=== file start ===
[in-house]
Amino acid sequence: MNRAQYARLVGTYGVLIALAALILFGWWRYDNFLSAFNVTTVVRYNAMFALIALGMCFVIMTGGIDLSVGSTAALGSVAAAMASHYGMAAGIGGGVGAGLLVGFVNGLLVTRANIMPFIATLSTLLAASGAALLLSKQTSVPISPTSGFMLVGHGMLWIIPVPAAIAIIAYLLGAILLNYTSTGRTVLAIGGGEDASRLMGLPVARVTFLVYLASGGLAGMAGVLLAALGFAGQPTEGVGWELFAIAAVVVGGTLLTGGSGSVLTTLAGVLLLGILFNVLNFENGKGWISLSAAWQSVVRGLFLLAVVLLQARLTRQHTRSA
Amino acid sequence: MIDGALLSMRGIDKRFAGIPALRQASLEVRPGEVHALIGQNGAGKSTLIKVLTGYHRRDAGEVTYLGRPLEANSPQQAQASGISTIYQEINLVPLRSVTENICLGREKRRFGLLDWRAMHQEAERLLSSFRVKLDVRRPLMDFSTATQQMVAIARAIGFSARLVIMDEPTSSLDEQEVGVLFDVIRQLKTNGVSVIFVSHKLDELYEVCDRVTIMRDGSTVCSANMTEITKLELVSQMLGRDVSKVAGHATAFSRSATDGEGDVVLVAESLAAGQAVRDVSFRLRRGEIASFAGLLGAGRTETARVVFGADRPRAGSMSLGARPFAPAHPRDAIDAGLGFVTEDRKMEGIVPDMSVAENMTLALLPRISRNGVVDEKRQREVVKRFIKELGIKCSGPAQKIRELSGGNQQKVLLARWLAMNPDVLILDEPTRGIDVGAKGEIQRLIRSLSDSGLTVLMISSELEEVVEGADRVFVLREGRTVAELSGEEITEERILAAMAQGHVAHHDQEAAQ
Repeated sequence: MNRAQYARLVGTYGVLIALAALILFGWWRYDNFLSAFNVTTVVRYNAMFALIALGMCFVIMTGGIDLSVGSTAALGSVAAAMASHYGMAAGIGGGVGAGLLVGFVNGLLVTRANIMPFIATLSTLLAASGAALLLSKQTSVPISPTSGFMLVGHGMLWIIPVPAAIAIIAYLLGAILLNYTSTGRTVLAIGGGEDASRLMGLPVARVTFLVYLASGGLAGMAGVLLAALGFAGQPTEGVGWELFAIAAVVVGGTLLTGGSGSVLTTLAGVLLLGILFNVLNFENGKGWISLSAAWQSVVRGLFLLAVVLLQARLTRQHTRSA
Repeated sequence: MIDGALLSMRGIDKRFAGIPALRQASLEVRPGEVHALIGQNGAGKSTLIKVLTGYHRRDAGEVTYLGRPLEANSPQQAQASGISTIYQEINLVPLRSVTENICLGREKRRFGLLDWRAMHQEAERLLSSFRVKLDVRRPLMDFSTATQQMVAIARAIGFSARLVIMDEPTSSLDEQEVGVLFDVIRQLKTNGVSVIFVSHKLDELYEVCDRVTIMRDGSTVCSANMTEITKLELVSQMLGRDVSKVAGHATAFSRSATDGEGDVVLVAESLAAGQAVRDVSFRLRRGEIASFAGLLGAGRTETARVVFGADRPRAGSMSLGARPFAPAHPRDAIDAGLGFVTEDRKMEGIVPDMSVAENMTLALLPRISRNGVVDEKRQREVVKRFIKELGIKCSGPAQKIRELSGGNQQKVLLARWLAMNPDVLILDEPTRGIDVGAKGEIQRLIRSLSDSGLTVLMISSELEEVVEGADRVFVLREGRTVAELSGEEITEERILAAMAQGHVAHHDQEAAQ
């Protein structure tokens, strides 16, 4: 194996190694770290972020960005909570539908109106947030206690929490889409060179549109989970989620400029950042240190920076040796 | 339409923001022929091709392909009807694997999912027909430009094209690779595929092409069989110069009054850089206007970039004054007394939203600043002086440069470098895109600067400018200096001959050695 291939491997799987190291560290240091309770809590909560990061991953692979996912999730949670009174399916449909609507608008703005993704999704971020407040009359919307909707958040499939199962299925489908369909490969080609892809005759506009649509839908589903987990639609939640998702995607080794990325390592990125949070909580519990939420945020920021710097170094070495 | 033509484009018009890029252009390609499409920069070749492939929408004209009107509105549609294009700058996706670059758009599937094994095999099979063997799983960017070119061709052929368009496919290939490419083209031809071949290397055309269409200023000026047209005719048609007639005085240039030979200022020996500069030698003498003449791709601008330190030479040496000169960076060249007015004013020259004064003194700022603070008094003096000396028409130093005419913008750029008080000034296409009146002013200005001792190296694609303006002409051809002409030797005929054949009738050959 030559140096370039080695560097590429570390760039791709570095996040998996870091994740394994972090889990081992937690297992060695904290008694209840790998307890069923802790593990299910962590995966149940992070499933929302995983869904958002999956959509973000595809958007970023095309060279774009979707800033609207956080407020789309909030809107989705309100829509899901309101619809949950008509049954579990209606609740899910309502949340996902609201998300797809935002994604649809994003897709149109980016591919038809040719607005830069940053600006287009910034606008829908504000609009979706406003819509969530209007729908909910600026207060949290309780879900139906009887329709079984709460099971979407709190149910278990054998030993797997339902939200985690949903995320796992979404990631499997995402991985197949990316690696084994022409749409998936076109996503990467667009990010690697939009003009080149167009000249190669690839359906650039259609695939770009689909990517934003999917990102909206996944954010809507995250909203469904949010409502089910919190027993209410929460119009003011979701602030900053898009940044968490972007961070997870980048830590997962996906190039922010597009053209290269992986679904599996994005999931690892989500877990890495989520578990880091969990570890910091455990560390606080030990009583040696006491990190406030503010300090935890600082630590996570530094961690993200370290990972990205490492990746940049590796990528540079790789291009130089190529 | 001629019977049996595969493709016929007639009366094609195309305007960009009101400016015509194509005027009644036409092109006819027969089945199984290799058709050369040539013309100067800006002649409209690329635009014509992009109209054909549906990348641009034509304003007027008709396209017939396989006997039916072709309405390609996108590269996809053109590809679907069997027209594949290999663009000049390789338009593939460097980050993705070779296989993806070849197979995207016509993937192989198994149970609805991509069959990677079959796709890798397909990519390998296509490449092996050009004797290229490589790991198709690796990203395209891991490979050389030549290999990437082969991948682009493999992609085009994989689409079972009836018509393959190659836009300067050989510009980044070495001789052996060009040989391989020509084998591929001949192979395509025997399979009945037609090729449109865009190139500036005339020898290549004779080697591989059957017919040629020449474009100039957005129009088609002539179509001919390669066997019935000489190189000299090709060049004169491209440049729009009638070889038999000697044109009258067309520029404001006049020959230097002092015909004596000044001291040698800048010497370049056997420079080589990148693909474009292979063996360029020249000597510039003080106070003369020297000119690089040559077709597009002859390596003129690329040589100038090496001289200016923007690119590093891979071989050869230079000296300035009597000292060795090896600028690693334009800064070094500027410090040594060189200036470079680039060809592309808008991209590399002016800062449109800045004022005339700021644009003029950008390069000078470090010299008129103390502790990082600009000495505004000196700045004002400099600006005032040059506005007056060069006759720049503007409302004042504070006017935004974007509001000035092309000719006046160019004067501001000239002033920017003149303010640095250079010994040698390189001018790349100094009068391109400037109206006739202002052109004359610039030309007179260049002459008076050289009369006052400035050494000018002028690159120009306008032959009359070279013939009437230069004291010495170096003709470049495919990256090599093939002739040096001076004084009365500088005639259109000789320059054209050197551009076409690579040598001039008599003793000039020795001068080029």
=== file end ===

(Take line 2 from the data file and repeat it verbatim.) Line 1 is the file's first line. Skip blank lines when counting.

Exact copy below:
Amino acid sequence: MNRAQYARLVGTYGVLIALAALILFGWWRYDNFLSAFNVTTVVRYNAMFALIALGMCFVIMTGGIDLSVGSTAALGSVAAAMASHYGMAAGIGGGVGAGLLVGFVNGLLVTRANIMPFIATLSTLLAASGAALLLSKQTSVPISPTSGFMLVGHGMLWIIPVPAAIAIIAYLLGAILLNYTSTGRTVLAIGGGEDASRLMGLPVARVTFLVYLASGGLAGMAGVLLAALGFAGQPTEGVGWELFAIAAVVVGGTLLTGGSGSVLTTLAGVLLLGILFNVLNFENGKGWISLSAAWQSVVRGLFLLAVVLLQARLTRQHTRSA